Erik Spicer wasn’t only a great librarian – he was a great professional. The U of T alumnus (BLS 1949) served for 34 years as the Parliamentary Librarian at the Library of Parliament in Ottawa, which was established at Confederation, and made it an essential source of information and non-partisan service for all parliamentarians.
The first professionally trained librarian to head the Parliamentary Library, Spicer is recognized for bringing the Parliamentary Library into the modern age, and credited with many advancements, including the establishment of a Research Branch and installing new technology. It was one of the first libraries in Canada to get a photocopier and it hosted Parliament’s first word processor and first network of linked terminals. Spicer retired in 1994 and was named to the Order of Canada that same year.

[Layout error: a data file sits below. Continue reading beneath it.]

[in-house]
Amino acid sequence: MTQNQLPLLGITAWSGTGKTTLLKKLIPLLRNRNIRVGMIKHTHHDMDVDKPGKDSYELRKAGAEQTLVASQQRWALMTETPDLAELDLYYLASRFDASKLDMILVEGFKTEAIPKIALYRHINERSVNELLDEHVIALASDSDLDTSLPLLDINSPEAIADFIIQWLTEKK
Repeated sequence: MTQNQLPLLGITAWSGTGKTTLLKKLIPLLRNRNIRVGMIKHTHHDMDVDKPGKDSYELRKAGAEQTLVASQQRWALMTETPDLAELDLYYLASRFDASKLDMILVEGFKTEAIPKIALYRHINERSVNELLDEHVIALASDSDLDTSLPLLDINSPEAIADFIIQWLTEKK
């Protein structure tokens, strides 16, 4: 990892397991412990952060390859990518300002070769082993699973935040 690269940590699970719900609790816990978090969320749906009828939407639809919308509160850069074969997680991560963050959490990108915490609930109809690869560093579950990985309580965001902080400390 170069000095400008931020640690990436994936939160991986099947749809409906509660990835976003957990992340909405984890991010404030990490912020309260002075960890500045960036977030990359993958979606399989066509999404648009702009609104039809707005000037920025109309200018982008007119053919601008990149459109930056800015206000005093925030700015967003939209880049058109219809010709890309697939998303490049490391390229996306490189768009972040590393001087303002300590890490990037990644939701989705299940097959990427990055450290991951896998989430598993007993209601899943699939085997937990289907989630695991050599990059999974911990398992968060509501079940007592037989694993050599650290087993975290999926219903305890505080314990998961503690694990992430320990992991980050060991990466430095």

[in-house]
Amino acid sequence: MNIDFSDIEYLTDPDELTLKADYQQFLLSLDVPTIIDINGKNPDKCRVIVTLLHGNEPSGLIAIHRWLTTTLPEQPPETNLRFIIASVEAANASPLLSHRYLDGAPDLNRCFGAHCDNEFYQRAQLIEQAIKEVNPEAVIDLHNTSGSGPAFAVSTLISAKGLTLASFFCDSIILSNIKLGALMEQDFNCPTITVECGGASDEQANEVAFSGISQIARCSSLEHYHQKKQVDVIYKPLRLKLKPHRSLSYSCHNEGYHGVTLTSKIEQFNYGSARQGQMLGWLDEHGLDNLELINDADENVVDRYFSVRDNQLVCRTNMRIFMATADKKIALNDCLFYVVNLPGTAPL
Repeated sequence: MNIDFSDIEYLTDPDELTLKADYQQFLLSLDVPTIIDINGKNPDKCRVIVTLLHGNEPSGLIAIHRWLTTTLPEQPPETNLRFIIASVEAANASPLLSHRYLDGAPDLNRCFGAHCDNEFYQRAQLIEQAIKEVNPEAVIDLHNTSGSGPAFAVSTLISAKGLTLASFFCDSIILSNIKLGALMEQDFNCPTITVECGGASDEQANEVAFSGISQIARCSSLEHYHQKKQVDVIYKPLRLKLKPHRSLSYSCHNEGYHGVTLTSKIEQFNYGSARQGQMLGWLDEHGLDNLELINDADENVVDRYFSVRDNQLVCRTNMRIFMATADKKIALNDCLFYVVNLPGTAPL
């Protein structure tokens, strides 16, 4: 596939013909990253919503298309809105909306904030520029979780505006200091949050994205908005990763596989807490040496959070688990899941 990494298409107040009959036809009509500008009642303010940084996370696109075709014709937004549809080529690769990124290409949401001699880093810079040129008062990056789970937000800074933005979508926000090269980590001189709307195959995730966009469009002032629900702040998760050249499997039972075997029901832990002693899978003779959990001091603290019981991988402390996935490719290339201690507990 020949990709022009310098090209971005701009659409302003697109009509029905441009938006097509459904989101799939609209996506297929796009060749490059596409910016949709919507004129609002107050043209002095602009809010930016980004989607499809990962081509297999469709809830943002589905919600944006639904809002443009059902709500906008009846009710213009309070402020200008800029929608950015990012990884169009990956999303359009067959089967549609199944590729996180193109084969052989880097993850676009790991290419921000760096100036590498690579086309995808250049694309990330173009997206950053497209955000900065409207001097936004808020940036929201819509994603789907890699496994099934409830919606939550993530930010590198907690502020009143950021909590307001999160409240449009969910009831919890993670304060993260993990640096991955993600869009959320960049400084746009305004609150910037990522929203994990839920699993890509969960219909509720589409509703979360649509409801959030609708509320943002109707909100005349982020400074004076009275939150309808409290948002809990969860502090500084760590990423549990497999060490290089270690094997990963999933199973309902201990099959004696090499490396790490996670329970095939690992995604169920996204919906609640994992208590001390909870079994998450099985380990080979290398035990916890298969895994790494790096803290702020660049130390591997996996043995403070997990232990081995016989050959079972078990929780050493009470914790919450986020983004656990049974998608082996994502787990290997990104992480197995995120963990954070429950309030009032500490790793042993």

Spicer was dedicated to library associations and helped developing countries – such as Nigeria, Bangladesh, Trinidad and Tobago, Cameroon and Tunisia – to establish their own parliamentary libraries. He died on September 27, 2014, at the age of 88.
“The Faculty is saddened by the loss of this high-profile library leader who contributed so much to the field,” says Faculty of Information dean Seamus Ross. “He set the bar high as a well-respected librarian dedicated to providing information and research of the highest quality.”
By bringing artificial intelligence into chemistry, Prof. Aspuru-Guzik aims to vastly shrink the time it takes to develop new drugs – and almost everything else